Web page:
Now go to the on/off button at the top right hand corner of the screen, then system settings and then language support. At this point you might be asked to download packages for your currently installed languages, just accept and wait for it to download.
At the top of the window you have a list of the installed languages and you can drag and drop to set the order of preference. The language at the top of the list will be the main language of your system. If you chose a new language to be your default you can click on “Apply system-wide” to make changes to the entire system and not only to the current account.
To download more languages click on the button “Install / remove languages”, click the check-box of the languages you want and apply changes. Next time you login, you will be asked if these changes should affect the name given to the system folders like the documents or music folder. If you accept the changes, be aware that only empty folders will be renamed. If, for example, the folder “documents” is not empty, a new “documents” folder will be created for the new language and the old folder is preserved. It's a good idea to go to your home folder, merge the content and delete the folders you don't need.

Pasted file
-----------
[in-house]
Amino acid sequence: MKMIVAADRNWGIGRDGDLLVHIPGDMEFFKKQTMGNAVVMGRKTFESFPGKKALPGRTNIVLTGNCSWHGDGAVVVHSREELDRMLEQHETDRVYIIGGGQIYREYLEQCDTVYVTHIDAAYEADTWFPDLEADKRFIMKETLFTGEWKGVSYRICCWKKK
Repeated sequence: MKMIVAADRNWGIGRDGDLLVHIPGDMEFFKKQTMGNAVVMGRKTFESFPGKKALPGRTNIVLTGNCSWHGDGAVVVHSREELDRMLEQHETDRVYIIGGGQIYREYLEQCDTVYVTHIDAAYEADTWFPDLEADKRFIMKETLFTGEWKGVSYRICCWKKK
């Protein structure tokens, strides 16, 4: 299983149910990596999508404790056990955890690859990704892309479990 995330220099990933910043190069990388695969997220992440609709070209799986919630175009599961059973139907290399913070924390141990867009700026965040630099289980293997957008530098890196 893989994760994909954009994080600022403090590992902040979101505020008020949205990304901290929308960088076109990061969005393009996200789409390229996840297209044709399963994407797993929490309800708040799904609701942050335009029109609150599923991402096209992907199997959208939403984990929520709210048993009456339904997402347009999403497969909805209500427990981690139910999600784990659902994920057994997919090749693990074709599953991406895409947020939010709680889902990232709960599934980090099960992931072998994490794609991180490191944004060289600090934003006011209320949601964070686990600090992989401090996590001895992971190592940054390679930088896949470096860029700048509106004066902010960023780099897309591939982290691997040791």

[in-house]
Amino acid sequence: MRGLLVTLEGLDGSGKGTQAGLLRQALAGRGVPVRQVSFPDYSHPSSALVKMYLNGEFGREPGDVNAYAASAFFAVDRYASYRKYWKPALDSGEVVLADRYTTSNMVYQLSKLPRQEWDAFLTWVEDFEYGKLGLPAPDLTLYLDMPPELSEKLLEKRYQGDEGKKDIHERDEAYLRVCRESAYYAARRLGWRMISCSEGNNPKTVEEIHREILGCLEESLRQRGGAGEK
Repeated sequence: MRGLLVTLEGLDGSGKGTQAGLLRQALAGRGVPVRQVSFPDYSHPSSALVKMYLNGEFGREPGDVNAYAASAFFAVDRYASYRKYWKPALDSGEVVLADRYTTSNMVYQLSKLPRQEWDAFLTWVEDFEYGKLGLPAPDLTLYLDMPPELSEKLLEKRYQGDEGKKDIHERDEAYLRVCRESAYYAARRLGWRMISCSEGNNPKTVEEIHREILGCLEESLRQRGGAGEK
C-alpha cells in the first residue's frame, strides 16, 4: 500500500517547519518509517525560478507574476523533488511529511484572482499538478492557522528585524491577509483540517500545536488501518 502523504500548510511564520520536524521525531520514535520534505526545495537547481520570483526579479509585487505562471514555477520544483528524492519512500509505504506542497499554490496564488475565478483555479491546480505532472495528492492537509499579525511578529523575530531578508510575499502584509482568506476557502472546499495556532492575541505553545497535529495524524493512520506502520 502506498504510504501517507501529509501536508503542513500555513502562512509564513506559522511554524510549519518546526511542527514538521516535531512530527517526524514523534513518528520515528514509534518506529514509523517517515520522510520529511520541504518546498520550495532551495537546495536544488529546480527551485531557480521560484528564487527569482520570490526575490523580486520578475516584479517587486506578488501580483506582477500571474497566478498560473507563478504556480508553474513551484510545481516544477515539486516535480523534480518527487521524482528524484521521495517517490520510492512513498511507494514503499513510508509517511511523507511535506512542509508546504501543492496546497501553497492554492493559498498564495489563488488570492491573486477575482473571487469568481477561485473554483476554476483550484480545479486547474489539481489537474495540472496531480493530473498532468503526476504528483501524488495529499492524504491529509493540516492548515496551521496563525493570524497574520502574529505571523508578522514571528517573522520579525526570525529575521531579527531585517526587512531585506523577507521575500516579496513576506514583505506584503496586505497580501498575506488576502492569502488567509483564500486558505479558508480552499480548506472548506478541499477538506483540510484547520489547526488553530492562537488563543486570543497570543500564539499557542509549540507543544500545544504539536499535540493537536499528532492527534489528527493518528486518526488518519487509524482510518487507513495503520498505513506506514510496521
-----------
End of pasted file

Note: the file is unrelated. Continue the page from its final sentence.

On the Regional formats tab you can chose the format of numbers, dates, currency and apply it system-wide.
Now you can close this window, log out and log in again for the changes to take effect.
Next you will learn how to connect to a Wi-Fi network and browse the web.

2 – Connect to a wifi network and browse the web

Apart from Ethernet hard wired connections, Ubuntu comes ready to connect to a wifi network. Most wifi cards need a proprietary driver to work, check on the top bar if you have a notification to install additional drivers or go to System settings > Additional drivers to see if you need to install a proprietary driver for your wifi card. If new drivers have to be downloaded for your wifi card, you will need a wired connection to the Internet before being able to use your wireless connection.